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Kate Chopin's The Storm Setting Analysis

982 words - 4 pages

Discuss Chopin’s use of setting to convey the incident in “The Storm”

Kate Chopin manages to write about how women were at that time subdued by the expectations of the people around them and the society at large. In “The Storm” Kate Chopin gives the readers an insight to how governing and restraining marriage could be for a woman. Although she brings in the theme of gender inequality being faced by the women, “The Storm” shows the temptations that come along as part of the flaws of marriage for a woman who has had the emotional side, flare for life and sexual feelings all bottled up and kept away like a treasure waiting to be found.
“The Storm” starts with the introduction of a moody ...view middle of the document...

The sudden lightning strike gives way to the climax of the play as Calixta who was at that time watching the activities of the storm at the window staggers backwards into the arms of Alcee who embraces her , sparking the flames in each other. At one point she confesses to herself the feeling of the old-time infatuation and desire for flesh over her body after coming in contact with Alcee’s.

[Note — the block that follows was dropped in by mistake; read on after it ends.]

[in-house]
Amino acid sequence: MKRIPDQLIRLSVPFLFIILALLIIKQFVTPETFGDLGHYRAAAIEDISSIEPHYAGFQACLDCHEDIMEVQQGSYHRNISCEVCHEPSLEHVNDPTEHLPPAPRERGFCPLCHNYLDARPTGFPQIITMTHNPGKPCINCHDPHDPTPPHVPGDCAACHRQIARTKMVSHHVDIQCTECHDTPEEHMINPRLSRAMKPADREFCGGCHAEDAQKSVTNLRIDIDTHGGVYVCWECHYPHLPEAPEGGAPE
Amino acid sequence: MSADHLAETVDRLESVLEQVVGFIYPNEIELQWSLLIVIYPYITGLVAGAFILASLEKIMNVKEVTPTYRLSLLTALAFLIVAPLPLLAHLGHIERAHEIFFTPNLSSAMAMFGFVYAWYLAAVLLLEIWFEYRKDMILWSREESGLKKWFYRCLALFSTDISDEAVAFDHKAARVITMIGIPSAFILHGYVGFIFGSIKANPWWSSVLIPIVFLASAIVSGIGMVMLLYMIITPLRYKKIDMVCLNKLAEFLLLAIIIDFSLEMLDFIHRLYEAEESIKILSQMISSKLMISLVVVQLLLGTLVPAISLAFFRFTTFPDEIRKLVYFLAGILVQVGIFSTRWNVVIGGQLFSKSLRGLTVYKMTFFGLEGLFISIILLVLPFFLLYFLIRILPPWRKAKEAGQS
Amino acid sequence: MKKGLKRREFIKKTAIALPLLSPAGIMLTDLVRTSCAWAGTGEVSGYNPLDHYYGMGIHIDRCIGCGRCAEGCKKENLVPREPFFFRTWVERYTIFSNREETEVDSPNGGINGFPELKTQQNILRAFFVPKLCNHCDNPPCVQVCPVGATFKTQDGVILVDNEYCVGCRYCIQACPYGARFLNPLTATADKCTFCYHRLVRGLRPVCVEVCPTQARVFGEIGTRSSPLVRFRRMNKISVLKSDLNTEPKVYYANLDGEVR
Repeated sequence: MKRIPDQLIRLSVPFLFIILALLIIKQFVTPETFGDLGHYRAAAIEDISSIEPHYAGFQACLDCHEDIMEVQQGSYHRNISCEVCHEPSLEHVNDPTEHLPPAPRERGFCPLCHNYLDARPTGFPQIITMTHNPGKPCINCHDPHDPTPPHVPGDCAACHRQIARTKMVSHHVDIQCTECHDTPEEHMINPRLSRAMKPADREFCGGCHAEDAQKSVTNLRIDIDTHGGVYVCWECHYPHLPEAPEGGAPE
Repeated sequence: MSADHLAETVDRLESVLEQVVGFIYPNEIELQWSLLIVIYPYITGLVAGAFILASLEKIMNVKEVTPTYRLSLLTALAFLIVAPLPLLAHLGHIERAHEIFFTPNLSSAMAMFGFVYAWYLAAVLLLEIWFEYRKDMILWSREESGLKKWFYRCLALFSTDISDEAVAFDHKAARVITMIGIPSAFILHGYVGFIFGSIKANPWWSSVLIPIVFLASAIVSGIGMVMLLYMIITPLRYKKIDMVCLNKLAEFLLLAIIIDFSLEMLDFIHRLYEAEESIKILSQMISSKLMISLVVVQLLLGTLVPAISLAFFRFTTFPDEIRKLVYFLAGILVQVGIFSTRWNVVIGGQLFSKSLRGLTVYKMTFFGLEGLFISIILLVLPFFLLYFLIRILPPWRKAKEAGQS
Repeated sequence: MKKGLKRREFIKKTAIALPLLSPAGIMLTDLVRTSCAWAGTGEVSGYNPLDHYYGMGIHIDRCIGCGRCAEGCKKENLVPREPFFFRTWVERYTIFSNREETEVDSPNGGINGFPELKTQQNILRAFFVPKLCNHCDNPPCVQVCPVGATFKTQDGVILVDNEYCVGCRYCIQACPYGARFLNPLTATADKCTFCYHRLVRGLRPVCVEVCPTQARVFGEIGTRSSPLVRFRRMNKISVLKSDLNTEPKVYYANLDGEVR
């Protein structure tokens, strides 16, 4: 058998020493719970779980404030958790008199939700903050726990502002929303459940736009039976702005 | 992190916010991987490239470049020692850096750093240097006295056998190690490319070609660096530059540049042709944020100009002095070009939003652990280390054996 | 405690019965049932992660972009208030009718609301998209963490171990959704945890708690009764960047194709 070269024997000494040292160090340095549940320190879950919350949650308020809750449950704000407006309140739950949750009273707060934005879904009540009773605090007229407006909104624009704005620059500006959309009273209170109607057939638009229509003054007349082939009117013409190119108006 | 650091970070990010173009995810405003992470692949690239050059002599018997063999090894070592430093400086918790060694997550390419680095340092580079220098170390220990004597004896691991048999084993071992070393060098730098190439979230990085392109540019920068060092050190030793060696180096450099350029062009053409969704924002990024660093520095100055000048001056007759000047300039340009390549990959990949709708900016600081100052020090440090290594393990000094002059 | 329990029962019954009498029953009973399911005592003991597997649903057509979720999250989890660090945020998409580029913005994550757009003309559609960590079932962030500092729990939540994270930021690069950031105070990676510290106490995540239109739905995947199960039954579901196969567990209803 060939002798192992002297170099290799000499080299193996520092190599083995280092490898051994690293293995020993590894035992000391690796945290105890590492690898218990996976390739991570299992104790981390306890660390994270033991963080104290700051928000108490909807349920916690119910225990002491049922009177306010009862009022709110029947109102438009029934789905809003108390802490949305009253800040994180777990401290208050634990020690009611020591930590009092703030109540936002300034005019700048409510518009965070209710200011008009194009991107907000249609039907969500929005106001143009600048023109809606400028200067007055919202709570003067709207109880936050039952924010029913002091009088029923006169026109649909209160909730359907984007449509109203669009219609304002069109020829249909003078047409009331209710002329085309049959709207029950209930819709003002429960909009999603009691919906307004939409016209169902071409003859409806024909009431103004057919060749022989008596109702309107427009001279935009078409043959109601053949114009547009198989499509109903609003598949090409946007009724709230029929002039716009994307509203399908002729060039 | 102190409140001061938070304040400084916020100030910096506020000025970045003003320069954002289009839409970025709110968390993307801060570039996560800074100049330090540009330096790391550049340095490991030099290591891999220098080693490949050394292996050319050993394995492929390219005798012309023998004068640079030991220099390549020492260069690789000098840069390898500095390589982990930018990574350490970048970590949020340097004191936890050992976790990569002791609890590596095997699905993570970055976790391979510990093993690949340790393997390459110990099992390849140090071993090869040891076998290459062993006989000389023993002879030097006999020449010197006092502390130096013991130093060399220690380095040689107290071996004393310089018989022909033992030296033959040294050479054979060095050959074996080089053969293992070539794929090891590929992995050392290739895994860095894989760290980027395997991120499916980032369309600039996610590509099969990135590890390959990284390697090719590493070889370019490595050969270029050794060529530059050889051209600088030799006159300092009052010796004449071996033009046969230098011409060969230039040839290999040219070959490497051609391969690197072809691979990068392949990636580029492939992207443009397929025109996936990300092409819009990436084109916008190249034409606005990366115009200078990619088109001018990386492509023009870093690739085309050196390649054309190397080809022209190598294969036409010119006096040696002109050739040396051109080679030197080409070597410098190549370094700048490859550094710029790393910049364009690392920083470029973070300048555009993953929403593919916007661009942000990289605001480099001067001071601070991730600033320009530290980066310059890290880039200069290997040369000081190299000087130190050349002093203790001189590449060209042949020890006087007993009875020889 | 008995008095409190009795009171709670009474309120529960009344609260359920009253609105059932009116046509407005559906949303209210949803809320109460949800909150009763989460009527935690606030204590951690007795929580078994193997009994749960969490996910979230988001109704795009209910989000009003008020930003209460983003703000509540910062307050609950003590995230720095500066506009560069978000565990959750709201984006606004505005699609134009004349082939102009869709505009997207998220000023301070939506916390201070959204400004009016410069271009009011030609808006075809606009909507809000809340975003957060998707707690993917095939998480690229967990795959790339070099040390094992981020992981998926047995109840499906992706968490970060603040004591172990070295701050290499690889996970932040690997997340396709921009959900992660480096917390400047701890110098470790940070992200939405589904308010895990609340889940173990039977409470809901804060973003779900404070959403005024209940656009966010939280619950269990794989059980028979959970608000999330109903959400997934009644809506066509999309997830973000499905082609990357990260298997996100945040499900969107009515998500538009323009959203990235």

Not only does Alcee have his fair share of this swooning effect, but also does he fail to realize his failure at keeping his moral standards as a man who is also married with children,

“Her lips were as red and moist as pomegranate seed. Her white neck and a glimpse of her full, firm bosom disturbed him powerfully. As she glanced up at him the fear in her liquid blue eyes had given place to a drowsy gleam that unconsciously betrayed a sensuous desire. He looked down into her eyes and there was nothing for him to do but to gather her lips in a kiss" (p. 152, Lynch and Rampton)

Just like the storm rages on outside, the passion between both characters strengthens inside. Both characters take their time to yield to the foreign feeling, a respite from the laws of their marriages which they have been accustomed to and have held them back from exploring the pleasures of

sexual activities. They both enjoy their short moment of passion while it last, and like the passing of the storm, they both bring their play to an end.
Though it’s not everyone that gains from the storm, Bobinot and Bibi who are away in a store, held back by the storm, have no clue of what has transpired between their wife, mother and another man at home. Bobinot who is unsuspecting of anything believes everything is okay...

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